Bruce Lee as Postmodern Text

Every superhero needs an origin story, and Bruce Lee’s came in 1964 when, as a 24-year-old martial arts instructor in Oakland, California, he accepted a challenge to fight a rival sifu, Wong Jack Man. Lee had just opened his second Wing Chun school, but according to legend, Wong and the other local masters were offended that he taught the ancient Chinese arts to non-Chinese. Wong is said to have delivered Lee a scroll, signed by the top dogs of the San Francisco martial arts community, demanding that if he lost the fight, he must close his school and stop teaching Caucasians.

In the 2012 documentary I Am Bruce Lee, Linda Lee Caldwell (Lee’s widow and one of the fight’s few witnesses) remembers that “these elders arrived from San Francisco led by Wong Jack Man” at Lee’s school. She claims that Wong spent most of the fight running around the room to escape his opponent, and “it took three minutes for Bruce to get him down on the ground and say, ‘Do you give up? Do you give up?’” After the find, Caldwell found her husband sitting on the steps outside his studio, head in hands, lamenting that the fight took so long. That was the moment that Lee moved away from the “rehearsed routines” of classical martial arts and began developing Jeet Kun Do—a more fluid style often cited as a precursor to Mixed Martial Arts.

This is a great story, because it encapsulates everything that makes Lee an icon: his skill, his self-confidence, his iconoclastic approach to martial arts, his impossible perfectionism, his transcendence of national and racial barriers. It’s also one of those famous stories that begins to fall apart if you think about it for even half a second. Would Lee really have bet his livelihood on a fight? How many martial arts instructors in Chinatown would actually sign such an ultimatum? How much moral or legal authority would they have had? Was Lee really the only person teaching martial arts to non-Asians in San Francisco? Were the martial arts really such closely-guarded secrets in 1964? If the fight only took three minutes, why did it so deeply rattle Lee? For his part, Wong Jack Man (retired from teaching and still alive) claims that Lee simply offered an open challenge at a Chinatown movie theatre, and Wong decided to take him up on the offer. He also claims that he won the fight—or, if not “won,” then at least kept Lee going for 20 or 25 minutes.

Nevertheless, this famous story has become a central pillar in the Bruce Lee myth. It appears in Universal’s 1993 biopic Dragon: The Bruce Lee Story (which depicts “Johnny Sun” inflicting a debilitating back injury on Lee after the fight is declared over, leading to Lee creating Jeet Kun Do in his recovery period), the 2008 Chinese miniseries The Legend of Bruce Lee (which creates the fictional character of “Master Wang, the president of the Chinese Martial Arts Association in California,” who orders the fight), and the string of Bruce Lee biopics churned out in Hong Kong in the ’70s. It will be reprised in Ip Man 4, the latest in a series of Chinese action movies loosely inspired by Lee’s real-life teacher, which “will see Ip Man travelling to the US Chinatown after Bruce Lee upset the local people by setting up his own fight school and teaching Westerners martial arts.”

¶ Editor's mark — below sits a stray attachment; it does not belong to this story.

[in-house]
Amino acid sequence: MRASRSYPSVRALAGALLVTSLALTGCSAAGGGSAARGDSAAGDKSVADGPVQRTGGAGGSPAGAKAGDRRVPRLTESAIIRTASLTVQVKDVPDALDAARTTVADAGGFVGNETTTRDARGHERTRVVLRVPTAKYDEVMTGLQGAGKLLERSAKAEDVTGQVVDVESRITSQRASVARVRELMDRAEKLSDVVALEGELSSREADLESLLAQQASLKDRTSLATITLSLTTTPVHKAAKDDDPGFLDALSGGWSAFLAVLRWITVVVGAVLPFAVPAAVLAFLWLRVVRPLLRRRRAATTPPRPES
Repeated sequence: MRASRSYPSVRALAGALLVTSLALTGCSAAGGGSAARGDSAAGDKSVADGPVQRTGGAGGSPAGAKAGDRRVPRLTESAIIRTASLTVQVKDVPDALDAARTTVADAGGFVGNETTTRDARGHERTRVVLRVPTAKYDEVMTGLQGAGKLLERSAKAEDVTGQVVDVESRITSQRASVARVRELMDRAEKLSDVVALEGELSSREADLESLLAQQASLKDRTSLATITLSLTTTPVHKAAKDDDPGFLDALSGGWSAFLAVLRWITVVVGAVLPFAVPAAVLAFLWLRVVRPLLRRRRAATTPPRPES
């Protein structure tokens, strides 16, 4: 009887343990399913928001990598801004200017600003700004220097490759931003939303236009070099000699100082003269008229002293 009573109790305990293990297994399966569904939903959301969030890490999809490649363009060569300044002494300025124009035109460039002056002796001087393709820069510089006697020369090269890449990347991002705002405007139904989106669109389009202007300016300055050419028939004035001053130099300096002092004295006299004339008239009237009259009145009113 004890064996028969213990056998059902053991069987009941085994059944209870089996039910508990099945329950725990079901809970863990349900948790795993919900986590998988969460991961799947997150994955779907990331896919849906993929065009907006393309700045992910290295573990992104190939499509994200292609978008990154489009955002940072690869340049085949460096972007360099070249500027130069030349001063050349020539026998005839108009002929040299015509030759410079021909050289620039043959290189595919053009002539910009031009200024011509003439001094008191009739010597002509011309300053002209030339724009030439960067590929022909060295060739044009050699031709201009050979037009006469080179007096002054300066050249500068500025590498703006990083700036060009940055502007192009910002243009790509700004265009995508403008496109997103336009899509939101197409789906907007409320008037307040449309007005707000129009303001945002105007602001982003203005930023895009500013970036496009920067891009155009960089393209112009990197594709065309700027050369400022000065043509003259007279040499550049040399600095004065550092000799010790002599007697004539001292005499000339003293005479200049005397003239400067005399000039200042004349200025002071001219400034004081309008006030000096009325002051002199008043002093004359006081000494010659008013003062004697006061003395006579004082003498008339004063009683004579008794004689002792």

And it is the subject of Birth of the Dragon, a downmarket Bruceploitation movie “inspired by a true event” that’s currently in wide release. This movie depicts Wong Jack Man as a Shaolin Temple monk exiled to San Francisco to seek penance after nearly killing an opponent. He also seeks to observe an arrogant young instructor named Bruce Lee, whose extraordinary skill and insistence on teaching westerners has made waves all the way to China. Though Lee fears Wong has come to destroy his burgeoning career, Wong admits that “he is the future—he will bring martial arts to the world,” and hopes only to teach Lee the spiritual side of kung-fu. After their fight—a draw, with Lee humbled—the two men team up to fight Chinatown gangsters and free an indentured servant from a life of prostitution. Much of this is seen from the perspective of “Steve McKee,” a bland white protagonist loosely modelled on Lee’s real-life student Steve McQueen, who finds himself stuck between two masters. A lot of this, shall we say, departs from the historic record.